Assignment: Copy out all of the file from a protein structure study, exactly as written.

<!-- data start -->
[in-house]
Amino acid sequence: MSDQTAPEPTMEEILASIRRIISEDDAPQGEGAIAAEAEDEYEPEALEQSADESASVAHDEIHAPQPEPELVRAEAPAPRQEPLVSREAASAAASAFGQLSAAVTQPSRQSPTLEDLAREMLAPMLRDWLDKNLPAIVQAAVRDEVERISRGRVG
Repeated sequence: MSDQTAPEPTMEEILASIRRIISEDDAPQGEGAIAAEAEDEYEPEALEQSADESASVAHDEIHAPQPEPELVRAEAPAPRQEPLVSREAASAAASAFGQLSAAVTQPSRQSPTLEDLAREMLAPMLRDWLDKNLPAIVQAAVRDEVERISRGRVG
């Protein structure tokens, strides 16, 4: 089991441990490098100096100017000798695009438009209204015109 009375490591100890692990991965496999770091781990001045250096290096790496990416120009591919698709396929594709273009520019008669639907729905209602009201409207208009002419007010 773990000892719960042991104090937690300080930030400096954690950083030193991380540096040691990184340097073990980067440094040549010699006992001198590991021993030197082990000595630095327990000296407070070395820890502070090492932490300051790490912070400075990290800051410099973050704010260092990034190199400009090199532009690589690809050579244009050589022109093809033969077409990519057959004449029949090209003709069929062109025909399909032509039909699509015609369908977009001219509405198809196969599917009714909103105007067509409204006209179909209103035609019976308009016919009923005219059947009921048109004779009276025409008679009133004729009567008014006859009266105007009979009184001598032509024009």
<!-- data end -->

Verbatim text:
[in-house]
Amino acid sequence: MSDQTAPEPTMEEILASIRRIISEDDAPQGEGAIAAEAEDEYEPEALEQSADESASVAHDEIHAPQPEPELVRAEAPAPRQEPLVSREAASAAASAFGQLSAAVTQPSRQSPTLEDLAREMLAPMLRDWLDKNLPAIVQAAVRDEVERISRGRVG
Repeated sequence: MSDQTAPEPTMEEILASIRRIISEDDAPQGEGAIAAEAEDEYEPEALEQSADESASVAHDEIHAPQPEPELVRAEAPAPRQEPLVSREAASAAASAFGQLSAAVTQPSRQSPTLEDLAREMLAPMLRDWLDKNLPAIVQAAVRDEVERISRGRVG
């Protein structure tokens, strides 16, 4: 089991441990490098100096100017000798695009438009209204015109 009375490591100890692990991965496999770091781990001045250096290096790496990416120009591919698709396929594709273009520019008669639907729905209602009201409207208009002419007010 773990000892719960042991104090937690300080930030400096954690950083030193991380540096040691990184340097073990980067440094040549010699006992001198590991021993030197082990000595630095327990000296407070070395820890502070090492932490300051790490912070400075990290800051410099973050704010260092990034190199400009090199532009690589690809050579244009050589022109093809033969077409990519057959004449029949090209003709069929062109025909399909032509039909699509015609369908977009001219509405198809196969599917009714909103105007067509409204006209179909209103035609019976308009016919009923005219059947009921048109004779009276025409008679009133004729009567008014006859009266105007009979009184001598032509024009």